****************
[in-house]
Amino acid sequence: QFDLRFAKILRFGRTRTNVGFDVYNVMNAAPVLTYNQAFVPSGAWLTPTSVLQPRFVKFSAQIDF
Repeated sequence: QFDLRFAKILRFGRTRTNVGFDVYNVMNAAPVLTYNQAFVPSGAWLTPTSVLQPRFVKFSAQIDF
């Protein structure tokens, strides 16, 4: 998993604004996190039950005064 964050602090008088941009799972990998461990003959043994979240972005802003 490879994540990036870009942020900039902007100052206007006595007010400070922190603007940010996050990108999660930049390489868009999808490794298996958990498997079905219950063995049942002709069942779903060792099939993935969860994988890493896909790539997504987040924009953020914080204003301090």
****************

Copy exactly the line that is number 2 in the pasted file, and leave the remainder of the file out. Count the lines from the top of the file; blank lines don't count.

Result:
Amino acid sequence: QFDLRFAKILRFGRTRTNVGFDVYNVMNAAPVLTYNQAFVPSGAWLTPTSVLQPRFVKFSAQIDF